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The Reid technique is a method of interrogating suspects in a crime. It is used by many police forces around the world and is particularly popular in the United States. The technique was created by a man named John E. Reid, and his company sells videos and other training materials teaching people the particularities of how to properly use it. This method, which relies on assuming absolute guilt from the very beginning of the interrogation process, has critics who believe that it causes people to confess when they aren’t actually guilty. It’s been banned in some countries for this reason and is often the subject of major controversy.
In the beginning of an interrogation, an individual using the Reid technique will start by going through a long explanation of exactly why the suspect is guilty. This is typically done in a very nice and friendly way. The interrogator goes to great lengths to avoid being interrupted by the suspect and tries to forestall any denials.
The next step is normally to start giving the suspect an "out" of some kind. For example, in a murder case, the interrogator might envision a scenario where the murder almost seems justified. A police officer using the Reid technique may even seem to sympathize with the suspect’s hypothetical motives. At the same time, they will generally offer contrasting possible motives that are much worse so that the suspect is more likely to jump on the less incriminating possibility.
People trained to resist the Reid technique will usually try to maintain an atmosphere of total confrontation from the beginning. The person under suspicion doesn’t want to fall into the trap of believing that the interrogator is his or her friend. The general idea is to challenge any assertions and immediately turn everything into an argument. In some cases, it’s even recommended that the person under interrogation should personally insult the interrogator so that the atmosphere turns as hostile as possible.
Some say the Reid technique is an unjust way to interrogate people. It’s been blamed for many false confessions, especially among juveniles and those with mental handicaps. There are also plenty of people who favor the technique, and they generally stress the fact that it’s only used when investigators are nearly certain that the person being questioned is guilty. In fact, according to some sources, the first and most important step in the Reid technique is to establish a strong suspect by investigating the crime thoroughly and ruling out all other possibilities.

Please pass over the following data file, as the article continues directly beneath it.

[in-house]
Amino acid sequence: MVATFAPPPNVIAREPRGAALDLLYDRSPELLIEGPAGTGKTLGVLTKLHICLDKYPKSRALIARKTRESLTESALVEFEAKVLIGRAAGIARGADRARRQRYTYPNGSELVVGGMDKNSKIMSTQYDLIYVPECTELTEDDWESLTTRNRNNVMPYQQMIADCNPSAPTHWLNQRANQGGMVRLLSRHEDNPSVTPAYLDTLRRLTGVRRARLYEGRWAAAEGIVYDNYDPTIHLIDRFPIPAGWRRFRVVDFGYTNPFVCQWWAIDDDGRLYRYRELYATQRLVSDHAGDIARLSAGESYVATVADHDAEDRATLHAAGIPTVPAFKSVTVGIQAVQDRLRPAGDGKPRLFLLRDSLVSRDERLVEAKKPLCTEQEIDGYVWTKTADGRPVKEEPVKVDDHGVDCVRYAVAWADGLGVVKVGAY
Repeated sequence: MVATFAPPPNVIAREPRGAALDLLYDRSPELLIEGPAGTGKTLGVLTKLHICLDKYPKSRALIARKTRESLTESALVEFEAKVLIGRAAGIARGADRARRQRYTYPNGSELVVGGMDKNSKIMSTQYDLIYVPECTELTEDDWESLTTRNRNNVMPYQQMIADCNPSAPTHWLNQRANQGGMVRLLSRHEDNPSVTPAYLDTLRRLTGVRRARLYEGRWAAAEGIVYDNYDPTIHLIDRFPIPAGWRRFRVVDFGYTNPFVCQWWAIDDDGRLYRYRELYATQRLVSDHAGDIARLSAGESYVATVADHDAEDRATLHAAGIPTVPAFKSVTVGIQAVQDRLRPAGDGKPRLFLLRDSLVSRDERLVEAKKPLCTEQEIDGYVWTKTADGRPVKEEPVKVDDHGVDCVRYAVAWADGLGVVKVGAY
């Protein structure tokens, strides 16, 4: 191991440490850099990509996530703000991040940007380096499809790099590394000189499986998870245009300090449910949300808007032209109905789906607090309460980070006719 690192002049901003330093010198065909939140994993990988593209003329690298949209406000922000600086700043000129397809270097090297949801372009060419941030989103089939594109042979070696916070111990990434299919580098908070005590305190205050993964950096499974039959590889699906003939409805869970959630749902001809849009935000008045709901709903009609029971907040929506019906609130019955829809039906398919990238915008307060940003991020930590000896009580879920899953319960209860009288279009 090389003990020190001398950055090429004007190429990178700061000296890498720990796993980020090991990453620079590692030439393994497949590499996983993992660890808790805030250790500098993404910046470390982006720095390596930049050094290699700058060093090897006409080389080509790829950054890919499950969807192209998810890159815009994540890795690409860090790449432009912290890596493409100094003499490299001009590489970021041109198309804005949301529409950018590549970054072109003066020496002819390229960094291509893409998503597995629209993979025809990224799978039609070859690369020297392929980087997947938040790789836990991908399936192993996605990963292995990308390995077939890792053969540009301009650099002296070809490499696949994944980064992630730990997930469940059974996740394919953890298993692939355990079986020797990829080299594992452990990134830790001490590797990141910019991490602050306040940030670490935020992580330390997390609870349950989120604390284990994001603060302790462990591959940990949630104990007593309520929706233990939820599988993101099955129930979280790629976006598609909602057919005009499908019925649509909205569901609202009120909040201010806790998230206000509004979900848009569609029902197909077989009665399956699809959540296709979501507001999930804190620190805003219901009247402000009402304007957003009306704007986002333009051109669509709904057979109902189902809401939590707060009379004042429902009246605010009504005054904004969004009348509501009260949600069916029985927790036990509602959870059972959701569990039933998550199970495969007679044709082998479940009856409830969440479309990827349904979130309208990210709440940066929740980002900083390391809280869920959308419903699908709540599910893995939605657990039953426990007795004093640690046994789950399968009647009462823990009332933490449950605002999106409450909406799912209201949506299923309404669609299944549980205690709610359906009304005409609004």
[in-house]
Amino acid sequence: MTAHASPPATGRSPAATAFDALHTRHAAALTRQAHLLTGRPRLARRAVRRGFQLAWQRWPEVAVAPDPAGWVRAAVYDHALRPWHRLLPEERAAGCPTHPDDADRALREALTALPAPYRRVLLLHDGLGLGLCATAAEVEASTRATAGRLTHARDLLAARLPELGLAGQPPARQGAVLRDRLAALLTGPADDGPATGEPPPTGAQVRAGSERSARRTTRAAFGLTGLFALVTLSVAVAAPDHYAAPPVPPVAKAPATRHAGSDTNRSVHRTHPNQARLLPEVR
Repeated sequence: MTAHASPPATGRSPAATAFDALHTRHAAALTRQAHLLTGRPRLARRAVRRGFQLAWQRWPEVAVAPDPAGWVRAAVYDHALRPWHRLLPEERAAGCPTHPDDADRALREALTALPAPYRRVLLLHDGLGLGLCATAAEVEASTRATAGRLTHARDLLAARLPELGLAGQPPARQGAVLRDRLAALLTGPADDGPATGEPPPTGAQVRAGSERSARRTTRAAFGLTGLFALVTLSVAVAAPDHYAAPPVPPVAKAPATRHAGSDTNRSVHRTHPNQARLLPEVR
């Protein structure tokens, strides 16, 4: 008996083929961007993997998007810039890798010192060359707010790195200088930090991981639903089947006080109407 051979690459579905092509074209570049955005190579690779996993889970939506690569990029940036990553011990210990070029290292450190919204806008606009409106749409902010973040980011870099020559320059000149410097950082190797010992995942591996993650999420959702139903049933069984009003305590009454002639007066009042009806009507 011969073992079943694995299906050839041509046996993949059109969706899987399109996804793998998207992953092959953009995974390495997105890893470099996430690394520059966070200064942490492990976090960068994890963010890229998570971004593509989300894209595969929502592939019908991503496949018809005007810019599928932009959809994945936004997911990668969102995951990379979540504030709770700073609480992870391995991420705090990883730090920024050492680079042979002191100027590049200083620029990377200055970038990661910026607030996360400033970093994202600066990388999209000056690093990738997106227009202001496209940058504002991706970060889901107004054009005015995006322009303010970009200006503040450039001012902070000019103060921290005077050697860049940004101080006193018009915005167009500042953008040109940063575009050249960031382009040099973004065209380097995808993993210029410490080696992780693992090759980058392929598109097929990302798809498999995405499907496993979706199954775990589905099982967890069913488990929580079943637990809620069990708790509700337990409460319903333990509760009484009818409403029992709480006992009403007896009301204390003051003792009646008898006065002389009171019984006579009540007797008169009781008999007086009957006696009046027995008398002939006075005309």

@indigomoth - It sounds like there are ways of overcoming the Reid technique, like the article says. Getting confrontational can work, although I think I'd be nervous to do that with the police, or with foreign captors for that matter.
Personally I don't think it should be used at all.
If it has got people to give false confessions in the past, it sounds like it has very little credibility. How could you ever really believe a confession that had been got with this technique?
On the other hand, I once saw an episode of a detective TV show (I forget which one) in which they had a suspect and were trying to get him to tell them where he had
hidden the boy he kidnapped before the kid died.
In the end one of the cops kind of used that final step, pretending to sympathize with the criminal's motives in order to get him to confess where his hiding place was.
So it's hard to really put a firm rule onto when the technique should be be used and when it shouldn't I guess.
@irontoenail - This is one of the reasons that police aren't the ones who determine whether or not someone is guilty of a crime, the courts decide that. It's one of the reasons "innocent until proven guilty" is so important.
The Reid technique of interviewing and interrogation is just a technique, a method of gathering evidence like any other and it should be used in that way and the evidence it gathers should be seen in that light.
And I don't think it should ever be used on people under a certain age, or vulnerable people like those who are mentally disabled or who have just suffered a tremendous shock.
What I do think is that it should be used in the place of torture. I mean, really, it seems like an effective way of getting real information from people. Why resort to violence and humiliation when you have other methods at your disposal?
I can't help but wonder if using this technique causes the police who are following it some harm as well.
I mean, if you are required to act for hours as though you believe a person to be guilty, and if you already had a strong suspicion that they were guilty at the beginning of the process, then you are more than likely going to walk out the door after doing this Reid interrogation convinced that the suspect is guilty, whether they confessed or not.
You'd be looking for any cue that they were guilty, like nervousness or whatever, that you could use in the interrogation. But those cues would also reinforce your belief, even if they could be explained
in another way.
I'm not exactly saying it's a bad idea, I just think it sounds kind of dangerous. Not only for people who might be falsely accused but in general I'd prefer for police to keep an open mind, just because they could be letting the criminal go free, while they are convinced they have him in custody.
They were convinced by their own interrogation technique, rather than by the facts.